Vancouver

Shaughnessy, Vancouver

Shaughnessy was developed in 1909 by the Canadian Pacific Railway (CPR) on the highest point in Vancouver. The area has long been known as the city's premier residential subdivision

By
REW.ca
July 28, 2016






Shaughnessy was developed in 1909 by the Canadian Pacific Railway(CPR) on the highest point in Vancouver and named after its president, Sir Thomas Shaughnessy (who, in turn, named some of the neighbourhood's streets after CPR directors – Angus, Homer, Marpole, Nanton, Osler – and his daughter, Marguerite.

The MLS boundaries of the Shaughnessy neighbourhood are 16th Avenue to the north, Granville street to the east, and West 41st Avenue to the south, with a complicated western border that runs from Arbutus Street to Maple Crescent, then takes a jag east on West 33rd Ave and heads south on Marguerite Street before jagging back east on West 37th Avenue and finally south again on Maple Street. (MLS places The Crescent in the Cambie neighbourhood.)

The area has long been known as the city’s premier residential subdivision, and the average detached home price in Shaughnessy is more than $4 million. View Shaughnessy homes for sale and upcoming open houses.

Shaughnessy is home to Canuck Place, a hospice for children with life-threatening illnesses, housed in one of Vancouver’s most elaborate mansions.

Shaughnessy Amenities

Shopping

Largely residential, Shaughnessy is bordered by shopping districts – Arbutus Village mall to the west (which includes a large grocery store), Granville Street's designer boutiques to the north and Kerrisdale's markets and cafés to the south.

Cafés and Restaurants

As a residential neighbourhood, Shaughnessy has few dining options within its borders, but some of Vancouver’s best restaurants can be found on Granville Street just south of the 16th Avenue neighbourhood boundary. There are also plenty of restaurants just outside of the neighbourhood’s southwest boundary in Kerrisdale.

Arts and Culture

Perhaps Shaughnessy’s greatest cultural contribution is its proliferation of beautiful estates, many with heritage designations. The entire area known as First Shaughnessy, between Oak Street and West Boulevard, from 16th Avenue to King Edward, has been zoned a Heritage Conservation area, with regulations preventing the destruction of homes built before 1940.

Sports and Recreation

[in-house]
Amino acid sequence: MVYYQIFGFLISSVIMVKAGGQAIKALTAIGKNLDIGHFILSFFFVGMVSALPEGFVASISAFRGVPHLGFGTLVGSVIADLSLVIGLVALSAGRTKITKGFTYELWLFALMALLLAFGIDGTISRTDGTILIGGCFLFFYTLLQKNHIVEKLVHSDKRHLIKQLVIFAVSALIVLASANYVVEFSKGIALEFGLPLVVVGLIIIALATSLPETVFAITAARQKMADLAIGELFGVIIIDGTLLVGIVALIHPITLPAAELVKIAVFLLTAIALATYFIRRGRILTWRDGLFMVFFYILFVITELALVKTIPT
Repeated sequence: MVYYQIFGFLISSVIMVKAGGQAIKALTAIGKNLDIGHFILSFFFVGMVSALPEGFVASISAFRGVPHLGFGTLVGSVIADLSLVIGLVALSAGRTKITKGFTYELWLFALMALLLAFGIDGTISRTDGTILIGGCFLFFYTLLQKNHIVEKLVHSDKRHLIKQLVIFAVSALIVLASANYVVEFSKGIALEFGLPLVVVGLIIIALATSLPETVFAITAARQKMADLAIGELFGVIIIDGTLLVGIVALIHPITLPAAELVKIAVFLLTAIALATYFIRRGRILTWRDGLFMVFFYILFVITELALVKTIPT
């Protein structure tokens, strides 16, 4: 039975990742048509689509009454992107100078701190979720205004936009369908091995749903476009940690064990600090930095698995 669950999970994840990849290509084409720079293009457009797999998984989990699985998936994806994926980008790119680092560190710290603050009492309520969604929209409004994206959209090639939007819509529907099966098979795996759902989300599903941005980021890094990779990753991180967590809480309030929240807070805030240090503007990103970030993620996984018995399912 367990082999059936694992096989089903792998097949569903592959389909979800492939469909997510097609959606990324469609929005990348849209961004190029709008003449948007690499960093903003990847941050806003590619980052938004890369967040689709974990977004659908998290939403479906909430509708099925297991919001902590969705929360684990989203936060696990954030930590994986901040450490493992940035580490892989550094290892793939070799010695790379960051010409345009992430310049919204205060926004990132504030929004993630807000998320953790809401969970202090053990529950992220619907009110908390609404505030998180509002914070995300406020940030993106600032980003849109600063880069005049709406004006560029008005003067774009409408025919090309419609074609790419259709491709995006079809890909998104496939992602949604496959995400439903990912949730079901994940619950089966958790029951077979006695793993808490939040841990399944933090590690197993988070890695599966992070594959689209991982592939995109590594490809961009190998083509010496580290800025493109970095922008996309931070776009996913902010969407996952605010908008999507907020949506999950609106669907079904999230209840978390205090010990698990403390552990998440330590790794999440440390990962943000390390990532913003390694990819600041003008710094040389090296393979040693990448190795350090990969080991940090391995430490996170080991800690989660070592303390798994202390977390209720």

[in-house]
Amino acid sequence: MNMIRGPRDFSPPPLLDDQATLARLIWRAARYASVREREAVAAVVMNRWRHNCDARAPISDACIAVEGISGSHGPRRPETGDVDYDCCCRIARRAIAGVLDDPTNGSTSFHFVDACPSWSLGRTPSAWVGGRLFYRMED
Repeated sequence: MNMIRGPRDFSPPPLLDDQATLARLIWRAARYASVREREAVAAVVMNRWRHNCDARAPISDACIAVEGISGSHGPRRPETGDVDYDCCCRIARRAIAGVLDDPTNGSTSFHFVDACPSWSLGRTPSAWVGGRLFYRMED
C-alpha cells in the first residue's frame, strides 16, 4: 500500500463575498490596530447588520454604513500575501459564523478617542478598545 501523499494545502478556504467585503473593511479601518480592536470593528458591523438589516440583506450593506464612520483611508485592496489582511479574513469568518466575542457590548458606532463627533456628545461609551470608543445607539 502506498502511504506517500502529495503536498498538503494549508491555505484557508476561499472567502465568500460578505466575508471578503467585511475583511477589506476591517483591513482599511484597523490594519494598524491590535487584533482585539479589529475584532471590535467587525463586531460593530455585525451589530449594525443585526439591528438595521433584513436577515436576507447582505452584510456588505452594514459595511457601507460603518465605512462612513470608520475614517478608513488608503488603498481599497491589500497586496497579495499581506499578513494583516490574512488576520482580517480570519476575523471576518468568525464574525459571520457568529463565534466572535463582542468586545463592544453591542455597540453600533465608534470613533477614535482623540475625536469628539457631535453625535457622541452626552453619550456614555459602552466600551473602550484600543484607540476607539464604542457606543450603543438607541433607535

Angus Park, donated to the city by the CPR, offers a small open green space for leisurely activities, and Kerrisdale Running Track is located just outside of Shaughnessy’s southwest corner. There are plenty of community centres and larger parks in the surrounding neighbourhoods, with easy access for Shaughnessy residents.  

Transportation

Shaughnessy borders busy Granville Street, which provides a 15-minute drive by car or bus north to downtown Vancouver or south to the Vancouver International Airport and the City of Richmond.

Schools and Education in Shaughnessy

Elementary schools

·       Shaughnessy Elementary School

·       Quilchena Elementary School

Secondary schools

·       Point Grey Secondary School

Private schools (primary and secondary)

·       York House School

·       Little Flower Academy

 

Shaughnessy Property Statistics

Benchmark home prices1

1 storey detached home

$4,141,500

2 storey detached home

$5,542,100

Apartment

$547,200

Townhouse

$1,843,600

 

 

Rental information2

Average gross rent

$1,356

 

Makeup of dwellings2

Single-detached house

69.0%

Semi-detached house

0.5%

Detached duplex

7.2%

Row house

2.7%

Apartment, under five storeys

18.2%

Apartment, five or more storeys

2.3%

Shaughnessy Demographics2

Population 8,810

Age

65+

18.8%

40 to 64

37.7%

20 to 39

21.9%

19 and under

21.5%

 

Neighbourhoods surrounding Shaughnessy

1Shaughnessy MLS HPI Benchmark Prices, incorporating data from BCNREB, CADREB, FVREB and REBGV, May 2016.

2Statistics Canada, Shaughnessy census data (2011), provided by the City of Vancouver.


© Copyright 2017

Comments

REW.ca welcomes your opinions and comments. We do not allow personal attacks, offensive language, unsubstantiated allegations or self-promotional content, including promotional website links. We reserve the right to unpublish comments, to edit them for length, style, legality and taste, and to reproduce them in print or online. For further information, please contact the editor or publisher, or see our Terms and Conditions.

comments powered by Disqus

Email to a Friend

Close